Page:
Friday, September 26, 2014

On Piles of Sand and Eating Babies

There's a story in missionary lore about a family who moved to a deep, dark jungle.  The natives were fascinated by the family's food, which came in cans.  They soon figured out that the picture on the outside of the can showed what was inside it.  A picture of tomatoes meant there were tomatoes inside; a picture of corn meant there was corn inside.

Imagine the natives' dismay when they saw cans with pictures of babies on them.

Culture influences everything, doesn't it?

This week, this video has been showing up a lot on my Facebook feed.

It's two African guys and a pile of sand.  They are shoveling the sand into a wheelbarrow, and then dumping it into another, smaller pile.....about six inches away.

It looks ridiculous.  It looks idiotic.  And the person who took the video, and offers a some narration, obviously thinks it's one of the dumbest....and therefore, funniest, things she has ever seen. It's labeled, "Only in Africa."

It has 374,562 shares and over 13 million views.  So I guess a lot of other people think it is funny as well.

Then, two African friends of mine offered an explanation:
When mixing concrete, and you don't have a cement mixer, you use the wheelbarrow to measure--this many loads of sand, this many loads of gravel, this much cement.

Oh.  So these guys are not idiots after all.  They are measuring.  OH.

Guess I'm the idiot now.

This realization hit me hard.  It cut to the heart.  It made me wonder, How many times have I done this without realizing it?  Complained, criticized, mocked, (written about!) something in another culture, when really I just needed to look at it with different eyes?

Why do we always assume the worst?  When people do something we don't understand, why do we always assume that they are ignorant, lazy, or backwards, especially when they come from a culture we perceive as less civilized than our own?

We do this!  We do this!  I do this!

In America, we do this when our immigrant neighbors park their car on their lawn.  Or when they don't cut their lawn.  Or when they paint their house an atrocious color.  Or when they drive too slow.  Or when their parties are too loud.  Or when they put their garbage cans out too early.  Don't they know anything???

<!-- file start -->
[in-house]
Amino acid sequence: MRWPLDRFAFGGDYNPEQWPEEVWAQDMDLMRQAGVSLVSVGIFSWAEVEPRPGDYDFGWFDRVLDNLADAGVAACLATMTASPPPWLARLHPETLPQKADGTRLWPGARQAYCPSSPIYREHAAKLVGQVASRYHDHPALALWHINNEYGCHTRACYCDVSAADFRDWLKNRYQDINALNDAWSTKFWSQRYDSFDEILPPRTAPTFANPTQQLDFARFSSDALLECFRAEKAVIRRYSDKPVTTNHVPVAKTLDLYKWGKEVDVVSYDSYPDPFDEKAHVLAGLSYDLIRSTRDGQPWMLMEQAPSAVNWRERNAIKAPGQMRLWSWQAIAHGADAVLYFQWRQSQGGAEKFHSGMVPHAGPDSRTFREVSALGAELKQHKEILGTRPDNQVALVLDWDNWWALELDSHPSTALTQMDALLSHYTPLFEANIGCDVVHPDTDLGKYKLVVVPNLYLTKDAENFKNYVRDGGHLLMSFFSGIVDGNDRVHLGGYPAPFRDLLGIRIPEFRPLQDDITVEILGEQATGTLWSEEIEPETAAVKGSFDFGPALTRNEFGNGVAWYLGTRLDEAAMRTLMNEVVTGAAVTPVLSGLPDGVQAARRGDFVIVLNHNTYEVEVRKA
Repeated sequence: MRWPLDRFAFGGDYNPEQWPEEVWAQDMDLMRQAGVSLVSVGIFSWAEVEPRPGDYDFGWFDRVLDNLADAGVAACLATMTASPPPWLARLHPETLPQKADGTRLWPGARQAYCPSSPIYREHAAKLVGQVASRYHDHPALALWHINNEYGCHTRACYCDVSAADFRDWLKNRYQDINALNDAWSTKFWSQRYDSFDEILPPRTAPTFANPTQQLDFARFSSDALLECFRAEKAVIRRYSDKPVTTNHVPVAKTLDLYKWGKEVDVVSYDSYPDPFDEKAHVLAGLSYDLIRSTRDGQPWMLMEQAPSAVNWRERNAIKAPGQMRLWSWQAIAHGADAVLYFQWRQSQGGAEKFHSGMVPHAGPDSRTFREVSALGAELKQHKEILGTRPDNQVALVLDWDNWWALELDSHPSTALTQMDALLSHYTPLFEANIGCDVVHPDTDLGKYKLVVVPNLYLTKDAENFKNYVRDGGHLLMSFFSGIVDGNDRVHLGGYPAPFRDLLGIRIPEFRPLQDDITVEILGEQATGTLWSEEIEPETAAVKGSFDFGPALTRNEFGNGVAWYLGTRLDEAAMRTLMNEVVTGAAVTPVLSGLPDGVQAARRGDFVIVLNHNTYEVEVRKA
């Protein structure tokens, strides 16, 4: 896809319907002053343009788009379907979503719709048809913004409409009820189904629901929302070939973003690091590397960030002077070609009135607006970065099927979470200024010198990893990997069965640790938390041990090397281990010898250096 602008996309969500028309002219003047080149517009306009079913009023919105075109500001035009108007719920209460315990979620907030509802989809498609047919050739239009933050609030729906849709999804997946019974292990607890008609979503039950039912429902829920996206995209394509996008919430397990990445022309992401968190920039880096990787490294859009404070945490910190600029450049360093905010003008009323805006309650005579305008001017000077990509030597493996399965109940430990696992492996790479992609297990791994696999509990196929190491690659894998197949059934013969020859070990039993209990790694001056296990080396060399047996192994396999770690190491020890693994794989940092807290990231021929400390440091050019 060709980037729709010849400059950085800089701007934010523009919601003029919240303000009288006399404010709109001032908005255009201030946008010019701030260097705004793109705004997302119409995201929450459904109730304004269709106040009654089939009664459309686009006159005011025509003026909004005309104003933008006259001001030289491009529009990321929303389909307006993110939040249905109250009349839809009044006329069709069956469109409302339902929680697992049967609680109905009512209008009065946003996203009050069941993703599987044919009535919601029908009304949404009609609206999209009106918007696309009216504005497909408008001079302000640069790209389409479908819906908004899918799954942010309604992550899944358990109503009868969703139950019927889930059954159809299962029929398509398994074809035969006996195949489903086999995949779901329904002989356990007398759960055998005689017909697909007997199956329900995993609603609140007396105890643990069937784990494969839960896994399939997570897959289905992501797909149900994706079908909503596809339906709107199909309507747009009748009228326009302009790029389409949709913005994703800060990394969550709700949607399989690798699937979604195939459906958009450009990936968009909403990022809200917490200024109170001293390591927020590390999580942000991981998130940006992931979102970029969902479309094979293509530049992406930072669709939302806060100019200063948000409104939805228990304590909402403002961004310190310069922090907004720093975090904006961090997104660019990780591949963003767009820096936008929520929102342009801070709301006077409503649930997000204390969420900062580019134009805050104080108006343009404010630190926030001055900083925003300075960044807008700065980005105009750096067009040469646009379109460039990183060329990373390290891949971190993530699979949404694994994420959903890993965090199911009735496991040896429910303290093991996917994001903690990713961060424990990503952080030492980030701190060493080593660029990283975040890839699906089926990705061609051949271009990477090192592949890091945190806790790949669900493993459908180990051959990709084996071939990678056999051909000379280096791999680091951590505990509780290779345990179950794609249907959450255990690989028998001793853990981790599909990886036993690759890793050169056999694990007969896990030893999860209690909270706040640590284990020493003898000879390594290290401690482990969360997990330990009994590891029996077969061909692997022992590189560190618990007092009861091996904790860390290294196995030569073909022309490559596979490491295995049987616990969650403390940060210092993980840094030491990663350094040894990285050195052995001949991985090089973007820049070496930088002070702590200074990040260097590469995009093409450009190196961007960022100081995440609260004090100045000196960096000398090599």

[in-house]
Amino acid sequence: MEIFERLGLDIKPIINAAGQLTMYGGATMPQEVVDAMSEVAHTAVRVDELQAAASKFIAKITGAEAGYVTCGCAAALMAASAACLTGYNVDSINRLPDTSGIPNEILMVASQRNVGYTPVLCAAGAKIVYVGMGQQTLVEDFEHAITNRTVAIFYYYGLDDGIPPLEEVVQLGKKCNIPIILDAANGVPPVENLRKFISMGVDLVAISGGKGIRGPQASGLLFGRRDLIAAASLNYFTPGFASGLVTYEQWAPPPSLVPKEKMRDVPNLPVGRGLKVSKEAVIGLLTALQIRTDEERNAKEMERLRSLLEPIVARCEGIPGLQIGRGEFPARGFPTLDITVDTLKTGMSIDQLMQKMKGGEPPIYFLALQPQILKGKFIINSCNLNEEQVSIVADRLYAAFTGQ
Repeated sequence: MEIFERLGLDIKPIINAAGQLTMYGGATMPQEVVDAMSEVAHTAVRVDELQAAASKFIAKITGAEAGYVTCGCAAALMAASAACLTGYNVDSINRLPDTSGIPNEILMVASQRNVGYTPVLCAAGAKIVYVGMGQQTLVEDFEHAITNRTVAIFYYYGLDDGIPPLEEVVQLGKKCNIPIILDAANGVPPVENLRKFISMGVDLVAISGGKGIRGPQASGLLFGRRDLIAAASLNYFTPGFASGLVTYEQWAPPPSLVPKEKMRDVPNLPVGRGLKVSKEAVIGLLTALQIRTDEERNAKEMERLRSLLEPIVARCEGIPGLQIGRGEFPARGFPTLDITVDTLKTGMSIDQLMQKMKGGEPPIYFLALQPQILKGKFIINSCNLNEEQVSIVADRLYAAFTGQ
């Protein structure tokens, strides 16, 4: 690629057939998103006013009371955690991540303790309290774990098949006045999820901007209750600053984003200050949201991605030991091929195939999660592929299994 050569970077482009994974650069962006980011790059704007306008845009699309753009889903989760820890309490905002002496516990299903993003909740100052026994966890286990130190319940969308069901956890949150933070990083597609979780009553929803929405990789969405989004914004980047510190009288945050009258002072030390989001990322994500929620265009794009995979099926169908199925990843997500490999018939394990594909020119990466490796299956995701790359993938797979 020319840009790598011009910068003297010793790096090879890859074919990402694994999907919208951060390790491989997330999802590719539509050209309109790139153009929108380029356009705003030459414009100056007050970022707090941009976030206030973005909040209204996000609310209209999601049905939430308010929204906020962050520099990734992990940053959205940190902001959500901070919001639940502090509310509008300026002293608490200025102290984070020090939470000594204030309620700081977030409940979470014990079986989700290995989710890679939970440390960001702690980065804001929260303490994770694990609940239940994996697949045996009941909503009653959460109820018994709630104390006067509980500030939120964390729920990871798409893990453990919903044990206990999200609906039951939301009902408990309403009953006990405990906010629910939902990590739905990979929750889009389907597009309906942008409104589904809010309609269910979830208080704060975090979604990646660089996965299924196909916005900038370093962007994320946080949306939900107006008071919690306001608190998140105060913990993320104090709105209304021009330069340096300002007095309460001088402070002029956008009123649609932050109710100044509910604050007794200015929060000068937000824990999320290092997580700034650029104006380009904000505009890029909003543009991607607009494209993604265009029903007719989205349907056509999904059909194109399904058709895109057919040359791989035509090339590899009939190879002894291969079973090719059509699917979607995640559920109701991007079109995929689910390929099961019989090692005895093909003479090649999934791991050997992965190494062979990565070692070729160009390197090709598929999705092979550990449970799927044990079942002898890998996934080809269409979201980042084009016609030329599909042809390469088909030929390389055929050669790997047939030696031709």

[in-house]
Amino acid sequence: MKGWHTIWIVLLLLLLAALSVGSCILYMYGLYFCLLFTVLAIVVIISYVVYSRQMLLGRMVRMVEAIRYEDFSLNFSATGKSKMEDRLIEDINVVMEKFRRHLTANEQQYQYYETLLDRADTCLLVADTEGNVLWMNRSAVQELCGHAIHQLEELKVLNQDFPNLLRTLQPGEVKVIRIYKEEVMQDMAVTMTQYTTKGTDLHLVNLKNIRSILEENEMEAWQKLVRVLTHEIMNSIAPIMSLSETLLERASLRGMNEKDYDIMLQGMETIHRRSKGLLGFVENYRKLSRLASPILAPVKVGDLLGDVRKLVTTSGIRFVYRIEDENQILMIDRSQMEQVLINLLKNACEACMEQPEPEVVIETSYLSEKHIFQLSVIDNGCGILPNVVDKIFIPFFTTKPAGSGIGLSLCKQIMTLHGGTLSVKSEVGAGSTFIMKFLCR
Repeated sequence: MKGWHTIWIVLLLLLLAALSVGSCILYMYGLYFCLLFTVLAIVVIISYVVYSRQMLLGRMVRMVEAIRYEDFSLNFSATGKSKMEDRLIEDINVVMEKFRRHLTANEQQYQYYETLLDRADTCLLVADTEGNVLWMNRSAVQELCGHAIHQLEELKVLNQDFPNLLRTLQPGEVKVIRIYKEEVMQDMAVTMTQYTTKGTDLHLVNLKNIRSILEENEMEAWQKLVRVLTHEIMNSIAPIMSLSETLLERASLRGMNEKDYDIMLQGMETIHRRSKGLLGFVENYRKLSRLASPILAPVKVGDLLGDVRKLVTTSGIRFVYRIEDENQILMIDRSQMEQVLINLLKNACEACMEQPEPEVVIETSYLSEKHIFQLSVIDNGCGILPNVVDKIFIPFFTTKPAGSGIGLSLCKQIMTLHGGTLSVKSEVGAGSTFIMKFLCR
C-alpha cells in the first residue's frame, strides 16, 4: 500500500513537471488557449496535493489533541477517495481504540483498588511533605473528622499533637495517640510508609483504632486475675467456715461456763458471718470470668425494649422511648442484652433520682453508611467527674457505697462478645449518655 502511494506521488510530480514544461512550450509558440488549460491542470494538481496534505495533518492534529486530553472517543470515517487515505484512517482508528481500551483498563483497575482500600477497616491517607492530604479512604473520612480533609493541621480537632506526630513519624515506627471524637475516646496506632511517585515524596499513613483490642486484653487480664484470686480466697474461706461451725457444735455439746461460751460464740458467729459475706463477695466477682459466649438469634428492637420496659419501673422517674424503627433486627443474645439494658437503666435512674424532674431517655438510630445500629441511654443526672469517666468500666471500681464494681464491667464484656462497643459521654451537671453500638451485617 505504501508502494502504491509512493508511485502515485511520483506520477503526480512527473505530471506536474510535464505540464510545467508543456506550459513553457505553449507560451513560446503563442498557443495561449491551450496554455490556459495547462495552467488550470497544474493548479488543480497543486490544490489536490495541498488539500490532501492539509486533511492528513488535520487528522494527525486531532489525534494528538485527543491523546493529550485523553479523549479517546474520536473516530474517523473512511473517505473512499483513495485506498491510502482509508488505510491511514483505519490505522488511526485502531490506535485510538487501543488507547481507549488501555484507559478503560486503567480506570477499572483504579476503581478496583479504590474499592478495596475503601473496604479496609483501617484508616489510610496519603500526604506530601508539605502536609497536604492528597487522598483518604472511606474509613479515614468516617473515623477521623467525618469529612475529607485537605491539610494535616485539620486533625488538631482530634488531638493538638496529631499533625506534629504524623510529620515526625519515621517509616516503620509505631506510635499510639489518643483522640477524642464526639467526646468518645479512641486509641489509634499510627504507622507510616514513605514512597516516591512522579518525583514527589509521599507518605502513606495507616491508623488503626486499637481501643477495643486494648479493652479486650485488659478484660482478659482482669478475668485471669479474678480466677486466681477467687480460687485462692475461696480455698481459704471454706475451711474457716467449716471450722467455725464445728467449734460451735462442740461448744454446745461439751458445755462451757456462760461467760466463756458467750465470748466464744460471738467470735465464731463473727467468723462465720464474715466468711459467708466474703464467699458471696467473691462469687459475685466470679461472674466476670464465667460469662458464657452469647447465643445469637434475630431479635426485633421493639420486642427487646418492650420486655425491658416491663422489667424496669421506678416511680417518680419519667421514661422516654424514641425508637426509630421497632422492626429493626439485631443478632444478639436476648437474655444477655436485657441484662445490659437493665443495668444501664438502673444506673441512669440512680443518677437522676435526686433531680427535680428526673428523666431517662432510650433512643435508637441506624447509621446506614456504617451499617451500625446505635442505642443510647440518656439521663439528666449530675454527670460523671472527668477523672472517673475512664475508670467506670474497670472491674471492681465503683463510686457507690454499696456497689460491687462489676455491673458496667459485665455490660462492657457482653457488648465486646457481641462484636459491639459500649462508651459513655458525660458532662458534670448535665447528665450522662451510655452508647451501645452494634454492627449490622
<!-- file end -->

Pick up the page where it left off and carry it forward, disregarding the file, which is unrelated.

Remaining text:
Okay, so I get that all cultures do this about other cultures.  Just like the natives who assume the missionaries are eating babies.

I'm quite certain that my house helper thinks I am nuts because I ask her to iron the girls' simple cotton dresses and put them in the closet, whereas their fanciest, frilliest, laciest dresses are stuffed into a basket in the toy room and used for playing.

A friend once reprimanded me because I threw away the chicken neck and after all, that's the best part.

But the difference is that I don't feel condescended about these things.  And yet I do feel that often there is quite an air of condescension that comes from those of us who might be called civilized about the practices of those who are uncivilized.

Ugh.  Ouch.  Amy, we don't use words like civilized and uncivilized anymore.  That was back in the days of imperialism.  This is the 21st Century and we are enlightened.

Except, when I see that 13 million people are laughing at two African guys who are shoveling sand, it does make me wonder how enlightened we really are.

We must ask ourselves, Why do we assume these guys don't have a reason for what they are doing?  Why do we assume they are just being idiots?

"People usually don't act randomly or stupidly.  Those from other cultures may think it random or stupid, but from the local person's perspective, they're thinking or acting out of a larger framework that makes sense to them....Too often we assume others are foolish or illogical simply because their reasoning is not self-evident to us." (Duane Elmer, Cross-Cultural Servanthood)

I
am
ashamed.

And I am forced to look deep into my soul and examine what I really think about people who do things differently than me.

Since I am in Africa, determined to help and not hurt, determined not to repeat the mistakes of those who went before me, I must
examine
my
heart.

Root out ethno-centrism.  Put condescension to death.  Look for the good.  Assume the best.  Choose humility.

Of course, sin is there.  Some people really are idiots--in any culture.  I was driving with a Tanzanian friend the other day, and a guy was yelling in the middle of the street.  Yeye ni lewa, my friend muttered.  He is drunk.  And many times, there is inefficiency and ugliness or just plain evil.

But can I first realize that sin is in my heart, and will be coloring my view of how I see things?  Can I stop assuming that my way is the best way, that different does not equal wrong (or stupid, or lazy)?

In humility, consider others better than yourselves.

Even if it means giving the benefit of the doubt to two guys shoveling sand.


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